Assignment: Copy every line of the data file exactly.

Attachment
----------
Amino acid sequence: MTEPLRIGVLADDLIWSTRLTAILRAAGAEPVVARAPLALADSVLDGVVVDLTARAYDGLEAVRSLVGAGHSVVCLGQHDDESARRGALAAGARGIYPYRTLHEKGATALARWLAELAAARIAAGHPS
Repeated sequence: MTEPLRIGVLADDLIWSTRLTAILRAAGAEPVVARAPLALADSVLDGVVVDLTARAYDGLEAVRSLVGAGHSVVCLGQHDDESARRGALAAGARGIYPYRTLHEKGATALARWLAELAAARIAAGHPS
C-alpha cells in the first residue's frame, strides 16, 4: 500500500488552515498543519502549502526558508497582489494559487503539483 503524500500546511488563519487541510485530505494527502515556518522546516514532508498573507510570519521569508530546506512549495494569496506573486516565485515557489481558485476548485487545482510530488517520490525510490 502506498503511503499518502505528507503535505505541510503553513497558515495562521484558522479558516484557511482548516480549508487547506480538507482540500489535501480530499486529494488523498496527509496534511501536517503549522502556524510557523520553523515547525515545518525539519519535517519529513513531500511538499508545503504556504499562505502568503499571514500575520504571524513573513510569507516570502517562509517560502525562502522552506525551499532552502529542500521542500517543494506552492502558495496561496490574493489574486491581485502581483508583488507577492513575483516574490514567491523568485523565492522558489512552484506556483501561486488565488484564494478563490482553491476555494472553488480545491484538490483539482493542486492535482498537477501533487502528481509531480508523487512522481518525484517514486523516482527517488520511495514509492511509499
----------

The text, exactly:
Amino acid sequence: MTEPLRIGVLADDLIWSTRLTAILRAAGAEPVVARAPLALADSVLDGVVVDLTARAYDGLEAVRSLVGAGHSVVCLGQHDDESARRGALAAGARGIYPYRTLHEKGATALARWLAELAAARIAAGHPS
Repeated sequence: MTEPLRIGVLADDLIWSTRLTAILRAAGAEPVVARAPLALADSVLDGVVVDLTARAYDGLEAVRSLVGAGHSVVCLGQHDDESARRGALAAGARGIYPYRTLHEKGATALARWLAELAAARIAAGHPS
C-alpha cells in the first residue's frame, strides 16, 4: 500500500488552515498543519502549502526558508497582489494559487503539483 503524500500546511488563519487541510485530505494527502515556518522546516514532508498573507510570519521569508530546506512549495494569496506573486516565485515557489481558485476548485487545482510530488517520490525510490 502506498503511503499518502505528507503535505505541510503553513497558515495562521484558522479558516484557511482548516480549508487547506480538507482540500489535501480530499486529494488523498496527509496534511501536517503549522502556524510557523520553523515547525515545518525539519519535517519529513513531500511538499508545503504556504499562505502568503499571514500575520504571524513573513510569507516570502517562509517560502525562502522552506525551499532552502529542500521542500517543494506552492502558495496561496490574493489574486491581485502581483508583488507577492513575483516574490514567491523568485523565492522558489512552484506556483501561486488565488484564494478563490482553491476555494472553488480545491484538490483539482493542486492535482498537477501533487502528481509531480508523487512522481518525484517514486523516482527517488520511495514509492511509499